The novelist Fyodor Dostoevsky (1821-1881) was known as a voice for the poor and downtrodden in Russian society, and an advocate of social justice. Yet at the same time, he was a strong opponent of socialism and its presuppositions. As such, and given that the idea of socialism is a feature of the 2016 presidential race, I thought I would post a summary of Dostoevsky’s thoughts on socialism as intriguingly described in the Dostoevsky Encyclopedia:
“The Rousseauistic view of human nature on which utopian socialism rested was severely challenged by Dostoevsky’s experience of prison in Siberia. The theoretical notion of the fundamental goodness of human beings was now tested against the reality of human nature in the raw. The unrepentant brawlers, thieves, and murderers with whom he spent four years were not merely innocent victims who would happily live in brotherhood and harmony once freed from repressive institutions. Returning from ten years in Siberia Dostoevsky encountered a socialism that had taken on a much more revolutionary cast. His remarks about it in both fiction and journalism over the next two decades are almost uniformly hostile. The enmity—largely theoretical—between Christianity and the socialism of the late [Vissarion] Belinsky and his circle, had now become a reality, and this revolutionary and atheistic doctrine the major rival of Christianity for the hearts and minds of the new generation. Dostoevsky’s critique of socialism, then, begins with its atheism. Dismissing the essential spiritual nature of human beings, the socialists can concern themselves only with man’s material needs. As Dostoevsky wrote in his notebook for 1863-1864: ‘The socialists want to regenerate humans, to liberate them, to present them without God and the family. They conclude that having forcibly changed the economic way humans live they will achieve their goals. But humans are transformed not from external reasons but only from moral changes.’ In his notes for an unfinished article, ‘Socialism and Christianity,’ Dostoevsky wrote that ‘the socialists go no further than the belly.’ Lacking any spiritual basis for human brotherhood, the socialists must resort to compulsion to establish it. French socialism, he wrote in 1877, ‘is nothing other than the compulsory union of humanity’; or, as he said, more vividly, about the slogan of Roman Catholicism, which he saw as sharing the goals of socialism, ‘Fraternité ou la mort’ (‘Be my brother, or off with your head’). These two ideas—that human problems can be solved by exclusively material remedies, but that this cannot be done without compulsion—run through Dostoevsky’s critique of socialism.”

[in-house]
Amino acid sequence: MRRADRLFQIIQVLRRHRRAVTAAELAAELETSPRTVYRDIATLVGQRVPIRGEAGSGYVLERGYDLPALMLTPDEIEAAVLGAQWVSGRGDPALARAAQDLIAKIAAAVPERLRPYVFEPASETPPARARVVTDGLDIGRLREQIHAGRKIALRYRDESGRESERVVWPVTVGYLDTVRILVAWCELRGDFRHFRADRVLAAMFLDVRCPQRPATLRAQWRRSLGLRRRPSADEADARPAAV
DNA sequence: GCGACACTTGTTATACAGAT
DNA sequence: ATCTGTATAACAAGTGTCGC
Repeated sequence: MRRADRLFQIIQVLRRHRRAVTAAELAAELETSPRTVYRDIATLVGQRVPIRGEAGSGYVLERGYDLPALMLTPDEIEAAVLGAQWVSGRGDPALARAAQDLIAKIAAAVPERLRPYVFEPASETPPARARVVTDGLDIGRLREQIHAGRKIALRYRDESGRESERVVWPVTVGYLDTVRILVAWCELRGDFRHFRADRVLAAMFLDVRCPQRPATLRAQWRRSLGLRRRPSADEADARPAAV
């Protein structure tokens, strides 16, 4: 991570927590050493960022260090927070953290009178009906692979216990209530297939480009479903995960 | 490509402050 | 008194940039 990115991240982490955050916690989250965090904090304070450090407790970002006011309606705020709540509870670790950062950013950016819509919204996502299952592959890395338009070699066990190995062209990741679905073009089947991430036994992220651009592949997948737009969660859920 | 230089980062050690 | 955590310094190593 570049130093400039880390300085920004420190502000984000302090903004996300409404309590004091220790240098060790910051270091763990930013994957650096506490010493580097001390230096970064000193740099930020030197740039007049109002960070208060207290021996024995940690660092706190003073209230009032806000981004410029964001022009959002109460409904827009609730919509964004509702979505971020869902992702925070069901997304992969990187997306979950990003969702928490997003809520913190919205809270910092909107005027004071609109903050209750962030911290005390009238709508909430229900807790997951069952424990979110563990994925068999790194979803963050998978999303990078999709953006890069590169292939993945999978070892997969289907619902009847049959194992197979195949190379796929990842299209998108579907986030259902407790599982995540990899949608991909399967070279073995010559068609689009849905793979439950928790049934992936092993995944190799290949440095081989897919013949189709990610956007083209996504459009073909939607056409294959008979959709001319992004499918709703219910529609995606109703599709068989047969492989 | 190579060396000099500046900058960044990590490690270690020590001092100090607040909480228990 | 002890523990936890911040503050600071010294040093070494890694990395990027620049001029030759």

Do you think that any of Dostoevsky’s critiques are applicable to today’s manifestations of socialism?
Dan is a former Senior Fellow at Intellectual Takeout. He received his B.A. in Philosophy and Catholic Studies from the University of St. Thomas (MN), and his M.A. and Ph.D. in Systematic Theology from Duquesne University in Pittsburgh, Pennsylvania. You can find his academic work at Academia.edu.